State and the federal government are joining the fight by either evaluating or enacting legislation to limit opioid prescriptions. An article from Bloomberg View reports, “In New Jersey, a patient’s first course of opioids is now limited to five days (30 has been the norm) and the lowest effective dose. A similar bill in the U.S. Senate would limit first prescriptions to seven days. The Senate is also considering taxing prescription opioids to help pay for addiction-treatment services, as are lawmakers in Alaska and California.”

Our country is in the midst of an opioid epidemic. Media attention provides much needed awareness and entities like the CDC deliver education on how to identify, combat, and positively impact the growing issue. Where awareness and education fall short, guidelines and laws aimed at reshaping how physicians address pain management will make the biggest long-term impact. Because of all opioid- related deaths, nearly half of them involve a prescription.

Follow our blog to laern more about opioids and the impact of the opioid abuse.

For information on drug testing, visit our website or contact us online.

Increases in Illicit Drugs, Including Cocaine, Drive Workforce Drug Positivity to Highest Rate in 12 Years

May 16, 2017Drug Testing

The Quest Diagnostics Drug Testing Index™ (DTI) reveals insights into patterns of drug use among the American workforce. It has been published annually for more than 25 years as a public service for government, employers, policymakers, media, and the general public. This year’s report will be presented at the Drug and Alcohol Testing Industry Association […]

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Employers Paying the Price of Substance Abuse

May 9, 2017Drug Testing

Substance abuse in the workplace is increasing. For the past several years, data from the Quest Diagnostics Drug Testing Index™ has shown an increase in drug test positivity in the American workforce. We knew that employee drug use was costly to businesses in turnover, absenteeism, accidents, and insurance. However, the actual cost employers bear for […]

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2017 National Prescription Drug Take-Back Day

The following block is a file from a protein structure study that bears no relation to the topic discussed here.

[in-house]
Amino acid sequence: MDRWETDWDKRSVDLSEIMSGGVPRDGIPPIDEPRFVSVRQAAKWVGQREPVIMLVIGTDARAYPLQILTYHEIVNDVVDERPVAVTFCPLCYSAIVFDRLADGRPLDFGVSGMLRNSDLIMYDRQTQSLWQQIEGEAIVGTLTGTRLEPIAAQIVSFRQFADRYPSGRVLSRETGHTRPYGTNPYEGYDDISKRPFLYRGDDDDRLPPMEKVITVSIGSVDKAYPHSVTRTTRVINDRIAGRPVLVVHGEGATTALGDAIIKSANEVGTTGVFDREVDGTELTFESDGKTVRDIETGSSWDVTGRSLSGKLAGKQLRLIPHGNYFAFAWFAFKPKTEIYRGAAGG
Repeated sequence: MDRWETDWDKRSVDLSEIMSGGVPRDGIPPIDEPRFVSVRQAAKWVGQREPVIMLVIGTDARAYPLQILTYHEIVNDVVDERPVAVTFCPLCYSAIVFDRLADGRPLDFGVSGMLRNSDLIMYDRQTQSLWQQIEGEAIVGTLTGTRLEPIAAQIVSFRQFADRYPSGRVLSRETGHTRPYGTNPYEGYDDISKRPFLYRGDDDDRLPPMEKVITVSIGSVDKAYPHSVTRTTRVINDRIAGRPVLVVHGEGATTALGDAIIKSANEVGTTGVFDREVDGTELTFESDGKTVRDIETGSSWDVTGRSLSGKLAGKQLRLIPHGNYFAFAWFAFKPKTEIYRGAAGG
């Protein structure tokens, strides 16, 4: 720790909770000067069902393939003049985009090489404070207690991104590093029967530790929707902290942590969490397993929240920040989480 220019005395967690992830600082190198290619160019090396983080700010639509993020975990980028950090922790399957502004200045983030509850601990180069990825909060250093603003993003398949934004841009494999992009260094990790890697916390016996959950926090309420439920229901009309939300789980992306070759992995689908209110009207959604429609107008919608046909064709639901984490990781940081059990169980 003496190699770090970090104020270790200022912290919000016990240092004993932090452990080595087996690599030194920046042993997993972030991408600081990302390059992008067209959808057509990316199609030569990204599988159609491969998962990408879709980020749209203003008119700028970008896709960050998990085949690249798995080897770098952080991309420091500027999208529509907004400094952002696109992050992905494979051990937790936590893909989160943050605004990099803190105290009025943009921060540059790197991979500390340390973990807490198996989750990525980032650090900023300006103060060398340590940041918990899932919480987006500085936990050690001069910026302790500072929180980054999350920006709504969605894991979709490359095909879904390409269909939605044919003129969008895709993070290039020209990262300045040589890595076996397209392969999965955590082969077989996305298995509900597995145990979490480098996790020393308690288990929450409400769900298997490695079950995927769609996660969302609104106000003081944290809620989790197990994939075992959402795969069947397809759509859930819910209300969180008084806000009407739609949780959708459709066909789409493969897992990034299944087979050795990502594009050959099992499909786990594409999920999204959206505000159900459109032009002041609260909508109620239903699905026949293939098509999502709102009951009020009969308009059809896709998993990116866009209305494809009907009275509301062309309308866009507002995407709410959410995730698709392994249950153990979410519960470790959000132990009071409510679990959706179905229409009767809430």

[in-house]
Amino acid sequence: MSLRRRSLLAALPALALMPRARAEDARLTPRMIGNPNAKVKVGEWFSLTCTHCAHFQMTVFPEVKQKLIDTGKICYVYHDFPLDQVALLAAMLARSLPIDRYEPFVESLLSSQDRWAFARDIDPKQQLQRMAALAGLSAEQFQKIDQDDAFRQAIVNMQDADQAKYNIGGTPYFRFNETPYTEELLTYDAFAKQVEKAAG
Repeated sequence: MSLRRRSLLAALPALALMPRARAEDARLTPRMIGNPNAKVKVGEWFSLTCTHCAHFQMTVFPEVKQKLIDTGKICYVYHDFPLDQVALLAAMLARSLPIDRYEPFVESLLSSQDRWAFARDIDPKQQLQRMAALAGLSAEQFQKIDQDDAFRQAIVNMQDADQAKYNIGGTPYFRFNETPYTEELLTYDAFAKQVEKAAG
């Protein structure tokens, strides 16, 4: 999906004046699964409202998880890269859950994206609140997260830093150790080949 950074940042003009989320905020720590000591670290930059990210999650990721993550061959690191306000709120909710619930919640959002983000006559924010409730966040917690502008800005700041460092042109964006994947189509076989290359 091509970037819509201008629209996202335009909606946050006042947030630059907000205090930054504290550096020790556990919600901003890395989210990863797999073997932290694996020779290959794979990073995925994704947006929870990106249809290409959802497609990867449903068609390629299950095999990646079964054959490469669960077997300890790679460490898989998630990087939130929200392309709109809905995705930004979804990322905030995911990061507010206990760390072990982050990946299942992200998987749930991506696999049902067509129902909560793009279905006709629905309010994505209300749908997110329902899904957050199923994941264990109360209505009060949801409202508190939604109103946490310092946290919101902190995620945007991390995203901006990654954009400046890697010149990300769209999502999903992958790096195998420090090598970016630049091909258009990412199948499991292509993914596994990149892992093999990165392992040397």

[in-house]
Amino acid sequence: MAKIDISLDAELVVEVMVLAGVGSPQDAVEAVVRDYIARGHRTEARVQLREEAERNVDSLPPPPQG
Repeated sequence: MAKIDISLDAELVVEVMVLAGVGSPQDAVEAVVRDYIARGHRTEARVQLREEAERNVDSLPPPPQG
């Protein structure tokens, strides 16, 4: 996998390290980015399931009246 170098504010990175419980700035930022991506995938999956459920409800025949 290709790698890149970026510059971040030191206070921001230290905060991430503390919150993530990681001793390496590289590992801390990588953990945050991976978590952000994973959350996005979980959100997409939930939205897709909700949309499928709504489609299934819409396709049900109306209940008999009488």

April 14, 2017News

An ambulance blazes by a sea of idling cars in the midst of evening rush-hour. Weaving through traffic, the EMT’s singular goal is to arrive at the emergency room as quickly as possible. The passenger is a victim of accidental prescription drug poisoning. This scenario plays out daily in cities across the country. In fact, […]

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Winter Storm Stella May Cause Delays

March 14, 2017News

The National Weather service has issued winter storm warnings throughout the northeast, with likely impacts including Boston, Philadelphia, Baltimore, and Washington D.C. In addition, blizzard warnings have also been issued from northeast New Jersey to far southeast New York and southern Connecticut. Be aware that this hazardous storm may impact the logistics and transportation of […]

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Revisions to Federal Workplace Drug Testing

February 10, 2017Drugs & Alcohol

On January 23, 2017, the U.S. Department of Health and Human Services (HHS) revised the Mandatory Guidelines for Federal Workplace Drug Testing Programs. More specifically, the notice expanded federal urine workplace drug testing to include four Schedule II drugs: hydrocodone, hydromorphone, oxycodone, and oxymorphone. The effective date for the revised Guidelines is October 1, 2017. […]

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Clarifying the New OSHA Post-Accident Drug Testing Regulations

February 3, 2017Drug Testing

New regulations issued by the Occupational Safety and Health Administration (OSHA) regarding Recording and Reporting Occupational Injuries and Illnesses became effective on December 1, 2016. The regulations prohibit employers from retaliating against employees for reporting workplace injuries and illnesses (OSHA 29 CFR 1904). Although drug and alcohol testing was not mentioned in the Final Rule […]

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2017 Random Testing Rate

December 21, 2016News

The U.S. Department of Transportation’s Federal Motor Carrier Safety Administration (FMCSA) announced last week that the minimum annual drug testing rate will remain at 25 percent for 2017. Visit the ODAPC website to see a helpful graphic, which outlines the annual minimum drug and alcohol random testing rates established within DOT Agencies and the United States […]

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Drug and Alcohol Clearinghouse Aims to Make Roads Safer

December 8, 2016Drug Testing

The U.S. Department of Transportation’s (DOT) Federal Motor Carrier Safety Administration (FMCSA) announced a final rule that “establishes a national drug and alcohol clearinghouse for commercial truck and bus drivers. The clearinghouse database will serve as a central repository containing records of violations of FMCSA’s drug and alcohol testing program by commercial driver’s license (CDL) […]